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Conyers Denies He Settled Sexual Harassment Claims

U.S. Senator Patrick Leahy (D-VT) (2nd L) is joined by Representative John Conyers (D-MI) (L), Representative Jim Sensenbrenner (R-WI) (2nd R) and Representative John Lewis (D-GA) (R) as they announce legislation to restore key provisions of the Voting Rights Act, struck down in 2013 by the U.S. Supreme Court, at the U.S. Capitol in Washington January 16, 2014. REUTERS/Jonathan Ernst

Democratic Rep. John Conyers of Michigan denied Tuesday that he has ever settled a sexual harassment allegation with a former member of his staff hours after a report to the contrary emerged.

Conyers, the top Democrat on the House Judiciary Committee and the longest serving member of Congress, told the Associated Press that he only just learned of the allegations, and denied any wrongdoing.

The 88-year-old lawmaker allegedly reached a $27,000 settlement with an unnamed female former staffer, according to a Monday night BuzzFeed News report, which also included four affidavits signed by former staff members, who claim they witnessed Conyers touching female staffers inappropriately or requesting sexual favors.

The report indicates the settlement occurred in 2015 and included a confidentiality agreement that precluded the accuser from taking the allegations public. The monetary settlement was reportedly paid out of Conyers’s office budget rather than the congressional settlement fund typically utilized to compensate victims of workplace harassment.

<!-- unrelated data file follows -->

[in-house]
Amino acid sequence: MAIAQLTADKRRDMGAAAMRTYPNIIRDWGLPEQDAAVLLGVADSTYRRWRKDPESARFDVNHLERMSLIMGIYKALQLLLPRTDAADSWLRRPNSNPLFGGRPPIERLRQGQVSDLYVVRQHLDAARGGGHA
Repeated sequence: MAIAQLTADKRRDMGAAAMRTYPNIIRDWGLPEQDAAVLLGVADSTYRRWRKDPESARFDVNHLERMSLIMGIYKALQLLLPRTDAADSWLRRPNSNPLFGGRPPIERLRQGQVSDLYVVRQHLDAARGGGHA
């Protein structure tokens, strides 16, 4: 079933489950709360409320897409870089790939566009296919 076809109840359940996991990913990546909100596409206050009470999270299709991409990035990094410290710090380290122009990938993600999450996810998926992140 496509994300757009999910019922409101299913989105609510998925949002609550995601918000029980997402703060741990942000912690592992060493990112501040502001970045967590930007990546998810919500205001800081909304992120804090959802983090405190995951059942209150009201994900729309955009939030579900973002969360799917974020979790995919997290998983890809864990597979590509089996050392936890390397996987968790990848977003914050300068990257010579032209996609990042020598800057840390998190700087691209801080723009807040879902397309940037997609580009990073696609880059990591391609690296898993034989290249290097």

The accuser filed a claim with the Office of Compliance in 2014 alleging that she was fired for rebuking Conyer’s advances. The anonymous former staffer claims on one occasion she was asked to work out of Conyers’s hotel room and once there she was told to “touch it,” in reference to Conyers’s penis, or find him a woman who would.

“Rep. Conyers strongly postulated that the performing of personal service or favors would be looked upon favorably and lead to salary increases or promotions,” the former employee said in the settlement documents obtained by BuzzFeed.

The revelation comes amid a bipartisan Congressional effort to reform the sexual harassment grievance process on Capitol Hill. The Office of Compliance has paid out $17 million to 264 claimants over the past two decades. Some unknown portion of the accusers filed grievances related to sexual misconduct, according to a recent Washington Post report.

House Speaker Paul Ryan called the allegations “deeply troubling” and noted that the lower chamber is working to change its sexual harassment policies.

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